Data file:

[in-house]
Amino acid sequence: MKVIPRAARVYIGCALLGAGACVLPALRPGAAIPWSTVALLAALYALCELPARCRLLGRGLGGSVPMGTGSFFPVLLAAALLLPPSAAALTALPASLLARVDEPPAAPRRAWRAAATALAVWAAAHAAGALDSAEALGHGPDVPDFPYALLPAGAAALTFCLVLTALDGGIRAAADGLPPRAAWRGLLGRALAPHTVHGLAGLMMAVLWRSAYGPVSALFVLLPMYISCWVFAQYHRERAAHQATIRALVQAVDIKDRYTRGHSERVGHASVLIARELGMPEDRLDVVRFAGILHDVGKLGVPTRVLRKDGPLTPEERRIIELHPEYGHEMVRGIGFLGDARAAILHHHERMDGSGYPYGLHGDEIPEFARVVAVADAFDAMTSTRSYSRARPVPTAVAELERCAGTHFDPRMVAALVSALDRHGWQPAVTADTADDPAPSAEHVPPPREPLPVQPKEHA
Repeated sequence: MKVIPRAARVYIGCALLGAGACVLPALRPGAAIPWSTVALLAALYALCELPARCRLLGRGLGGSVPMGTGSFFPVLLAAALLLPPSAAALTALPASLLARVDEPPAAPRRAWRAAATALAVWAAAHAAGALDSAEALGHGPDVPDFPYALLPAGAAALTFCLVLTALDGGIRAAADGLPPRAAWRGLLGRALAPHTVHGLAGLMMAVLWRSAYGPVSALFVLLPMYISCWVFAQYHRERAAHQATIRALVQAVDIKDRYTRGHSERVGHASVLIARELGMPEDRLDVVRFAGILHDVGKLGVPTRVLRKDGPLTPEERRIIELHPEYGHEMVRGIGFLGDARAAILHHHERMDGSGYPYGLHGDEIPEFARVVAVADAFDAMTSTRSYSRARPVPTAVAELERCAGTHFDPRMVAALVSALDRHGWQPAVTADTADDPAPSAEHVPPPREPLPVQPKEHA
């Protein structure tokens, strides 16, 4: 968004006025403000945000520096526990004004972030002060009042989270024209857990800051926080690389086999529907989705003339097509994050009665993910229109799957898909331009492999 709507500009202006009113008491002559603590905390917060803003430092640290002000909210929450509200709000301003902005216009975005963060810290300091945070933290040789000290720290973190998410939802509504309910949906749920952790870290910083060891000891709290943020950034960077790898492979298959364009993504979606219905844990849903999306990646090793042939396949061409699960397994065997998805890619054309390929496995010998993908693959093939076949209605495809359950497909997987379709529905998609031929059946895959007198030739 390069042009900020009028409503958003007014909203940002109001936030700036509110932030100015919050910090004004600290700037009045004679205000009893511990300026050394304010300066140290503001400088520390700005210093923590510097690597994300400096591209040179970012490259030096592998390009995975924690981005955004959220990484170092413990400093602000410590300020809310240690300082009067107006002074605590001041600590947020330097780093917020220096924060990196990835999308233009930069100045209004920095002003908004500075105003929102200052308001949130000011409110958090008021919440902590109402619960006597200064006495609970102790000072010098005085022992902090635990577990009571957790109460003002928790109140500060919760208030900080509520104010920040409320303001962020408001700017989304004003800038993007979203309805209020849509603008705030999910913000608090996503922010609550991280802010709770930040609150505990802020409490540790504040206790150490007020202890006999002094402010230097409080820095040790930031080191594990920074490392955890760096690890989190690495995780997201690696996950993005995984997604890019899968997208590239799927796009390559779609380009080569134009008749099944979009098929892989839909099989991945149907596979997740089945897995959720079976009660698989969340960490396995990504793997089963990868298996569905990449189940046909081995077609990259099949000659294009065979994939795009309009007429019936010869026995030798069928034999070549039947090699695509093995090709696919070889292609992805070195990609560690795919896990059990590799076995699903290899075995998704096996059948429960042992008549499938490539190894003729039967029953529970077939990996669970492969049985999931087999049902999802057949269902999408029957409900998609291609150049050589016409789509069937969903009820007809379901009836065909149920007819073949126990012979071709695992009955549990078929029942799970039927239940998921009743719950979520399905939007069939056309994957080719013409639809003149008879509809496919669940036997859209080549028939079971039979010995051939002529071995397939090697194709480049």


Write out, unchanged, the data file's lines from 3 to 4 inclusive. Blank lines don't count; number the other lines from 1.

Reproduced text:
Repeated sequence: MKVIPRAARVYIGCALLGAGACVLPALRPGAAIPWSTVALLAALYALCELPARCRLLGRGLGGSVPMGTGSFFPVLLAAALLLPPSAAALTALPASLLARVDEPPAAPRRAWRAAATALAVWAAAHAAGALDSAEALGHGPDVPDFPYALLPAGAAALTFCLVLTALDGGIRAAADGLPPRAAWRGLLGRALAPHTVHGLAGLMMAVLWRSAYGPVSALFVLLPMYISCWVFAQYHRERAAHQATIRALVQAVDIKDRYTRGHSERVGHASVLIARELGMPEDRLDVVRFAGILHDVGKLGVPTRVLRKDGPLTPEERRIIELHPEYGHEMVRGIGFLGDARAAILHHHERMDGSGYPYGLHGDEIPEFARVVAVADAFDAMTSTRSYSRARPVPTAVAELERCAGTHFDPRMVAALVSALDRHGWQPAVTADTADDPAPSAEHVPPPREPLPVQPKEHA
């Protein structure tokens, strides 16, 4: 968004006025403000945000520096526990004004972030002060009042989270024209857990800051926080690389086999529907989705003339097509994050009665993910229109799957898909331009492999 709507500009202006009113008491002559603590905390917060803003430092640290002000909210929450509200709000301003902005216009975005963060810290300091945070933290040789000290720290973190998410939802509504309910949906749920952790870290910083060891000891709290943020950034960077790898492979298959364009993504979606219905844990849903999306990646090793042939396949061409699960397994065997998805890619054309390929496995010998993908693959093939076949209605495809359950497909997987379709529905998609031929059946895959007198030739 390069042009900020009028409503958003007014909203940002109001936030700036509110932030100015919050910090004004600290700037009045004679205000009893511990300026050394304010300066140290503001400088520390700005210093923590510097690597994300400096591209040179970012490259030096592998390009995975924690981005955004959220990484170092413990400093602000410590300020809310240690300082009067107006002074605590001041600590947020330097780093917020220096924060990196990835999308233009930069100045209004920095002003908004500075105003929102200052308001949130000011409110958090008021919440902590109402619960006597200064006495609970102790000072010098005085022992902090635990577990009571957790109460003002928790109140500060919760208030900080509520104010920040409320303001962020408001700017989304004003800038993007979203309805209020849509603008705030999910913000608090996503922010609550991280802010709770930040609150505990802020409490540790504040206790150490007020202890006999002094402010230097409080820095040790930031080191594990920074490392955890760096690890989190690495995780997201690696996950993005995984997604890019899968997208590239799927796009390559779609380009080569134009008749099944979009098929892989839909099989991945149907596979997740089945897995959720079976009660698989969340960490396995990504793997089963990868298996569905990449189940046909081995077609990259099949000659294009065979994939795009309009007429019936010869026995030798069928034999070549039947090699695509093995090709696919070889292609992805070195990609560690795919896990059990590799076995699903290899075995998704096996059948429960042992008549499938490539190894003729039967029953529970077939990996669970492969049985999931087999049902999802057949269902999408029957409900998609291609150049050589016409789509069937969903009820007809379901009836065909149920007819073949126990012979071709695992009955549990078929029942799970039927239940998921009743719950979520399905939007069939056309994957080719013409639809003149008879509809496919669940036997859209080549028939079971039979010995051939002529071995397939090697194709480049």